a table load of Japanese

VicNicSor

Banned
Russian
Hello.
The definite article with a plural nationality noun does not always show generic reference; it could also be a case of specific reference:
Between her and the Americans was a table load of Japanese.
(English guides, articles)


What does "a table load of Japanese" mean ? That's not "plural nationality" like "the Americans", is it?

Thanks
 
  • VicNicSor

    Banned
    Russian
    If so, why is it not "the Japanese"? Because of "a load of <<something>>"? ("of" is not followed by "the") Right?
     
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    Myridon

    Senior Member
    English - US
    I suppose there's no more context as usual. :(
    It could be that she's sitting across a table from the Americans and the table is loaded with Japanese food.
    (Remember that "smth" is not a word or abbreviation used by native English speakers.)
     

    Loob

    Senior Member
    English UK
    If so, why is it not "the Japanese"? Because of "a load of smth"? ("of" is not followed by "the") Right?
    Why would it be "the Japanese", Vik? Any more than it would be "the Americans"?

    (It might be worth explaining that "Japanese" can be countable: one Japanese, two Japanese....)
     

    VicNicSor

    Banned
    Russian
    Zero article before "Japanese" is still not fully understandable to me. So:
    1)"Japanese" can be a food (or something else) here
    2)or it can be a part of construction "a load of something".
    And if it looked like
    Between her and the Americans were the Japanese, then the definite article would be necessary

    Is that right?

    I suppose there's no more context as usual. :(
    Yes, unfortunately all the examples in this book are without context.
     
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    Beryl from Northallerton

    Senior Member
    British English
    It seems that the authors haven't given much thought to this, which is odd, given that the book is on articles. The context vacuum is the problem.

    It would seem from reading the OP example that the Americans have already been mentioned (hence 'the Americans'), and that the Japanese had not (hence 'Japanese').

    Swapping the Americans for the Japanese, you'd get this: 'Between her and the Japanese was a table load of Americans.'.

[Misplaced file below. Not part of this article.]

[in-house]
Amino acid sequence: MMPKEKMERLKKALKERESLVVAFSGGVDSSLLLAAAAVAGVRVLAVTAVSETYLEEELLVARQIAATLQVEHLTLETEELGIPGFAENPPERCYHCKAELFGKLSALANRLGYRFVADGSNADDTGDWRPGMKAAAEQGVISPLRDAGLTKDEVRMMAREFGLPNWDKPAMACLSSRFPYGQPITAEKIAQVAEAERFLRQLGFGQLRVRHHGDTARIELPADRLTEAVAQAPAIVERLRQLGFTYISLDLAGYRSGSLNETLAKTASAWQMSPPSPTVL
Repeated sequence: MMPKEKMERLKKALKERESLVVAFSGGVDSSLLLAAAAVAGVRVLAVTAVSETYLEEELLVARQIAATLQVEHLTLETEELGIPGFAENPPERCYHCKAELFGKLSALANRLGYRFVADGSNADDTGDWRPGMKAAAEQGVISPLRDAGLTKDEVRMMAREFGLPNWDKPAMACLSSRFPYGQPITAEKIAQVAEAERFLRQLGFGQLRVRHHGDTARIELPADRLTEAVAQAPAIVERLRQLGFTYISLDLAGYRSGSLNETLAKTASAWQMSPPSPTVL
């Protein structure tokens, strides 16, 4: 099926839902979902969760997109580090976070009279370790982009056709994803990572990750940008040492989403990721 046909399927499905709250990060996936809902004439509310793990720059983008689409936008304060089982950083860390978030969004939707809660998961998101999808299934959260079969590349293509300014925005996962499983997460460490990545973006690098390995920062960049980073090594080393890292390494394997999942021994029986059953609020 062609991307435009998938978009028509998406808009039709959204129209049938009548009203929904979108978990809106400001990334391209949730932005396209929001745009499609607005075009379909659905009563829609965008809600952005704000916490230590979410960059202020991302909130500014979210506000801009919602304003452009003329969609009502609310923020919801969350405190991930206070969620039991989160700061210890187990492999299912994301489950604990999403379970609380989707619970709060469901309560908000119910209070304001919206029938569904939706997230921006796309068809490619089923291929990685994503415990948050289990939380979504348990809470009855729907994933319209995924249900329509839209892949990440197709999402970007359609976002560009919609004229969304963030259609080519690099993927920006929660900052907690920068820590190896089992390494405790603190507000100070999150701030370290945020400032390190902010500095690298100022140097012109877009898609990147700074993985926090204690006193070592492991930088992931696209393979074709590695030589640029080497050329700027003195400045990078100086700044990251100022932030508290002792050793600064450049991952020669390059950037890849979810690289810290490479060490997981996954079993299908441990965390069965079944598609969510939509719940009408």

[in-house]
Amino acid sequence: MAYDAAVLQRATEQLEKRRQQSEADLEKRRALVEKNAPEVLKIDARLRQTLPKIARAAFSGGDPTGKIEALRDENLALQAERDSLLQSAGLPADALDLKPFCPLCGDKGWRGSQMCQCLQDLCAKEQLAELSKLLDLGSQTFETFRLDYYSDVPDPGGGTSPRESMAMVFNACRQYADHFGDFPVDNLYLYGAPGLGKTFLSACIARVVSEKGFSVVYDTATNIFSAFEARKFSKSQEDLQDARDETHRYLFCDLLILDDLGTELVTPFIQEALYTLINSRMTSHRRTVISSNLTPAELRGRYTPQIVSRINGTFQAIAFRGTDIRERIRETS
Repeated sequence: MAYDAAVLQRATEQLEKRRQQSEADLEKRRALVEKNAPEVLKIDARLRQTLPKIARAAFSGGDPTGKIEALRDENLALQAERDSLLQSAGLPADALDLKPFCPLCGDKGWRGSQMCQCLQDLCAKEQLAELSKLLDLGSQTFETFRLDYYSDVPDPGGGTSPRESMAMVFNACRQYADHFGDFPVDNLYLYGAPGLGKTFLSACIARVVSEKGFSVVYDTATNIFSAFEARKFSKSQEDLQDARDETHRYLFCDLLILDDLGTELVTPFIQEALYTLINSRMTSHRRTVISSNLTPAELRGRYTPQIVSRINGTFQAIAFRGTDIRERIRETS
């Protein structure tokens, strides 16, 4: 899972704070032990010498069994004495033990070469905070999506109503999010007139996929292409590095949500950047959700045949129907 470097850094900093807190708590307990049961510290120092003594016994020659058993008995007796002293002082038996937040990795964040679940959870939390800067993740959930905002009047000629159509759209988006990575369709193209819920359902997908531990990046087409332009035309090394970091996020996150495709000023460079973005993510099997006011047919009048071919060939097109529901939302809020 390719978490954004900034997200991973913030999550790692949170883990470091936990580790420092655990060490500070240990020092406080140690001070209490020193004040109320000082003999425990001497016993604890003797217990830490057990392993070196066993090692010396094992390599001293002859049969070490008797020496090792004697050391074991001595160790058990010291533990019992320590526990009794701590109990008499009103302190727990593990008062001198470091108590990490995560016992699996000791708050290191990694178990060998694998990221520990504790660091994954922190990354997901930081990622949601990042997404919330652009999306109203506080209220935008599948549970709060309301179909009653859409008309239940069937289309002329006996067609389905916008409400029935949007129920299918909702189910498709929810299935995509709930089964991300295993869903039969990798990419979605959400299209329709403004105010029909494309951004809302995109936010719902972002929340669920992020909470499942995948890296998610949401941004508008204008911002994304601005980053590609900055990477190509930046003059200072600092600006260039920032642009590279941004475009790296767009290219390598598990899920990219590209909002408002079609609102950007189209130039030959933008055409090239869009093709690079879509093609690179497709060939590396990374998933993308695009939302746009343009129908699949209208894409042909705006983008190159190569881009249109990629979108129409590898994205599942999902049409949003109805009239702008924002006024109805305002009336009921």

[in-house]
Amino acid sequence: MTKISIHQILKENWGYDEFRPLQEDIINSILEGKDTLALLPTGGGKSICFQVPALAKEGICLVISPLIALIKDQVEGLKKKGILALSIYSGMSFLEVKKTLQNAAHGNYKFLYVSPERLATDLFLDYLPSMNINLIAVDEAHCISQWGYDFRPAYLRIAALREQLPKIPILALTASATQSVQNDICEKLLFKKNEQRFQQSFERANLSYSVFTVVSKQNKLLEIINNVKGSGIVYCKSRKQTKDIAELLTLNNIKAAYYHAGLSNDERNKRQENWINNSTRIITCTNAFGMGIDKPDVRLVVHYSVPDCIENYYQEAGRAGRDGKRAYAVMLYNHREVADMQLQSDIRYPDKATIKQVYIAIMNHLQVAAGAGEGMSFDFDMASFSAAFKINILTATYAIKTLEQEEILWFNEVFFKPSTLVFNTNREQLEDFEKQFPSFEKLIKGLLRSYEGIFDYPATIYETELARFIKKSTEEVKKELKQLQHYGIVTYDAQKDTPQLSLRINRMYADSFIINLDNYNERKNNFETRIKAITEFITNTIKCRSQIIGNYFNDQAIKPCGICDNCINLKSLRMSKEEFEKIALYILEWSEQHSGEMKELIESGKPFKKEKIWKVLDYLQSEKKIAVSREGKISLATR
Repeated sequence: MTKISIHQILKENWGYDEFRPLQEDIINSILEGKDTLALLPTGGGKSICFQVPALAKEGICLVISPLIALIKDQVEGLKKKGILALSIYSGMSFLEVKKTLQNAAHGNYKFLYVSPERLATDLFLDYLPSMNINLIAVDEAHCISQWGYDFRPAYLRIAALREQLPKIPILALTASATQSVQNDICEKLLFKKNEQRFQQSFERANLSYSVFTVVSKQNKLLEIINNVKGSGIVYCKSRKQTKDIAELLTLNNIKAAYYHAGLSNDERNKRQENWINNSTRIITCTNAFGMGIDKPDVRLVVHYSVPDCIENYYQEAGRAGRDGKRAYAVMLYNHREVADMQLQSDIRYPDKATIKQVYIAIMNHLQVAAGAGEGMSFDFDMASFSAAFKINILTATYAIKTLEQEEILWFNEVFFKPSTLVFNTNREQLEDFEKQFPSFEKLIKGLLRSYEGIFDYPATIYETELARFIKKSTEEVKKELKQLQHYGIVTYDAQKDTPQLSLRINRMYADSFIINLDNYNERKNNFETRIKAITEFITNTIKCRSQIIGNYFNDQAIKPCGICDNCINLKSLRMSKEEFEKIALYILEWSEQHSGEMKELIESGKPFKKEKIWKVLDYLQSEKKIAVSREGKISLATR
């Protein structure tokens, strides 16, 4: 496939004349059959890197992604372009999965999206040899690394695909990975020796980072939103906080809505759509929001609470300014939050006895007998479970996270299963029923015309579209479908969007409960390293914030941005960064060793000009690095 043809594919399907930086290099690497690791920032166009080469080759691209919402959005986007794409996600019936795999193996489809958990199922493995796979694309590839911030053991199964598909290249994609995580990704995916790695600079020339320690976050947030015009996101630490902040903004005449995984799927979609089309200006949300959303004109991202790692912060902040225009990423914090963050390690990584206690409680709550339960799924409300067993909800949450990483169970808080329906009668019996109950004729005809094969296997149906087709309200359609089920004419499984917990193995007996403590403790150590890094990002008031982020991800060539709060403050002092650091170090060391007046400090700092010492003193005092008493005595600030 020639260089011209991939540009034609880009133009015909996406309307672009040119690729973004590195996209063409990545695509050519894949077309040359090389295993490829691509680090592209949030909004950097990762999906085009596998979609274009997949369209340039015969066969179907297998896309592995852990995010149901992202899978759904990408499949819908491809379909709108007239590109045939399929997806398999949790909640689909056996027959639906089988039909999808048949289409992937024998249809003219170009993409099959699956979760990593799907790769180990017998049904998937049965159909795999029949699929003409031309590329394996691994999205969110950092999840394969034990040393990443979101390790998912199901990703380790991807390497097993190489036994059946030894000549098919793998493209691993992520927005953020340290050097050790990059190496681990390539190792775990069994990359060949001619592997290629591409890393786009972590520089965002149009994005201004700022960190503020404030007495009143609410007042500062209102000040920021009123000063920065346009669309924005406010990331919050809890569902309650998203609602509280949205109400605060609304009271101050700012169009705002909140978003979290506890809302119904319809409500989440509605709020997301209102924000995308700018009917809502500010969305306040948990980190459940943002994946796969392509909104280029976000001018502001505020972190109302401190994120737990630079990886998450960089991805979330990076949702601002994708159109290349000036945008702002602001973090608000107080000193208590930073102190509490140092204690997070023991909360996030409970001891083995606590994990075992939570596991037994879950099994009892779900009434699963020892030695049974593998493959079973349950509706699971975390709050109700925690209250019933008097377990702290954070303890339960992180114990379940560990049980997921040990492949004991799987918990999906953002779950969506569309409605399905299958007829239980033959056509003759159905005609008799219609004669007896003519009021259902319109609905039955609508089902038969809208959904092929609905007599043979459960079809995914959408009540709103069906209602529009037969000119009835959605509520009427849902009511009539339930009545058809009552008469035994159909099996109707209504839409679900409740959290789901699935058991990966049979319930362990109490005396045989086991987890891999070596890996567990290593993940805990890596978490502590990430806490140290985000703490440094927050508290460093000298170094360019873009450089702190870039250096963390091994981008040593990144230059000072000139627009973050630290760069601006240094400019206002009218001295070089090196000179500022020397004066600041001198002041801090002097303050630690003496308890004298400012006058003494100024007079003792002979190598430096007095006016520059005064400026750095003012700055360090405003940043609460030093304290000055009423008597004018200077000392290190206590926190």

> 1)"Japanese" can be a food (or something else) here

    I can't fully exclude Japanese food, for the simple reason that there's mention of a "table load", which, to me, seems more appropriate to food than people.
    That said, I think it highly unlikely that they were talking about a mound of assorted sushi.

    > 2)or it can be a part of construction "a load of something".
    No, sorry. I think that's a non-starter, and a red herring.

    > And if it looked like
    Between her and the Americans were the Japanese, then the definite article would be necessary.

    In this case, I would imagine that both parties had previously been mentioned, otherwise, you're left with the impression that she was engaged in some kind of contest, political intrigue, or war.
     
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    VicNicSor

    Banned
    Russian
    Thank you:)
    In this case, can we say that if "Japanese" were previously mentioned it could be like:
    "Between her and the Americans was a table load of the Japanese." ? Or it would be correct to say were the Japanese then?
     

    Copyright

    Senior Member
    American English
    Thank you:)
    In this case, can we say that if "Japanese" were previously mentioned it could be like:
    "Between her and the Americans was a table load of the Japanese." ? Or it would be correct to say were the Japanese then?
    No, don't use "the Japanese" here. The uses of "the Americans" and "Japanese" are different here.

    Between her and the Japanese was a table load of Americans.
    There was a table load of Americans to the left, and a table load of Japanese to the right.
     
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